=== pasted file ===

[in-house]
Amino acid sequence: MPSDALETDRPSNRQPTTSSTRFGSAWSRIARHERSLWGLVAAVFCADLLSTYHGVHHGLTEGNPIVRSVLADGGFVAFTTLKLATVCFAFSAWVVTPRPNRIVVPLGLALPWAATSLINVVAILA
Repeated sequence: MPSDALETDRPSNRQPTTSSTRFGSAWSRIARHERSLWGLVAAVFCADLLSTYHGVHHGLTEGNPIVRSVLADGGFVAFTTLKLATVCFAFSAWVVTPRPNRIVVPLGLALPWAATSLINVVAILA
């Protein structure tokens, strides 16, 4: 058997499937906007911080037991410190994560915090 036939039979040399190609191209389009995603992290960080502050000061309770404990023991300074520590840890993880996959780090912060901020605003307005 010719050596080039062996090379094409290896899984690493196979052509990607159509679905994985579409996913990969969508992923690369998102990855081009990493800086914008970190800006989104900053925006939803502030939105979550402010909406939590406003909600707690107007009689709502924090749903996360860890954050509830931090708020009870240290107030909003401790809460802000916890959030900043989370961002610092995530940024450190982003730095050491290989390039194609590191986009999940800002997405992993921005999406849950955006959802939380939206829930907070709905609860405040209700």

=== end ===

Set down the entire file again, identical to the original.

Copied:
[in-house]
Amino acid sequence: MPSDALETDRPSNRQPTTSSTRFGSAWSRIARHERSLWGLVAAVFCADLLSTYHGVHHGLTEGNPIVRSVLADGGFVAFTTLKLATVCFAFSAWVVTPRPNRIVVPLGLALPWAATSLINVVAILA
Repeated sequence: MPSDALETDRPSNRQPTTSSTRFGSAWSRIARHERSLWGLVAAVFCADLLSTYHGVHHGLTEGNPIVRSVLADGGFVAFTTLKLATVCFAFSAWVVTPRPNRIVVPLGLALPWAATSLINVVAILA
């Protein structure tokens, strides 16, 4: 058997499937906007911080037991410190994560915090 036939039979040399190609191209389009995603992290960080502050000061309770404990023991300074520590840890993880996959780090912060901020605003307005 010719050596080039062996090379094409290896899984690493196979052509990607159509679905994985579409996913990969969508992923690369998102990855081009990493800086914008970190800006989104900053925006939803502030939105979550402010909406939590406003909600707690107007009689709502924090749903996360860890954050509830931090708020009870240290107030909003401790809460802000916890959030900043989370961002610092995530940024450190982003730095050491290989390039194609590191986009999940800002997405992993921005999406849950955006959802939380939206829930907070709905609860405040209700």